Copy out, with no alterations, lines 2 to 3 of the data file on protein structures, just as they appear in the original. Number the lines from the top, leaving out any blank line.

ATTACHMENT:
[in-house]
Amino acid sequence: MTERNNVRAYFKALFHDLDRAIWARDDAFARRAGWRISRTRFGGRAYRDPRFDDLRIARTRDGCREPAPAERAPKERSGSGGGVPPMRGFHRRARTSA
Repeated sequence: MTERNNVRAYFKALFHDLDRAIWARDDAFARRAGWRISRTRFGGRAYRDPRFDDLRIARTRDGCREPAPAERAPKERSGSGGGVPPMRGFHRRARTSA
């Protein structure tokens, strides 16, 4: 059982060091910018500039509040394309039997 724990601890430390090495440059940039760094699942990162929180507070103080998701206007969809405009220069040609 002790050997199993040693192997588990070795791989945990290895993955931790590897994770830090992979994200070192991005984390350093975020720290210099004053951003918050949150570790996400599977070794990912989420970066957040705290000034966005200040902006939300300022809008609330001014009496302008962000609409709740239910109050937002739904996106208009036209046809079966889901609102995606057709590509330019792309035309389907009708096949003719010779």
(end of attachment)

Amino acid sequence: MTERNNVRAYFKALFHDLDRAIWARDDAFARRAGWRISRTRFGGRAYRDPRFDDLRIARTRDGCREPAPAERAPKERSGSGGGVPPMRGFHRRARTSA
Repeated sequence: MTERNNVRAYFKALFHDLDRAIWARDDAFARRAGWRISRTRFGGRAYRDPRFDDLRIARTRDGCREPAPAERAPKERSGSGGGVPPMRGFHRRARTSA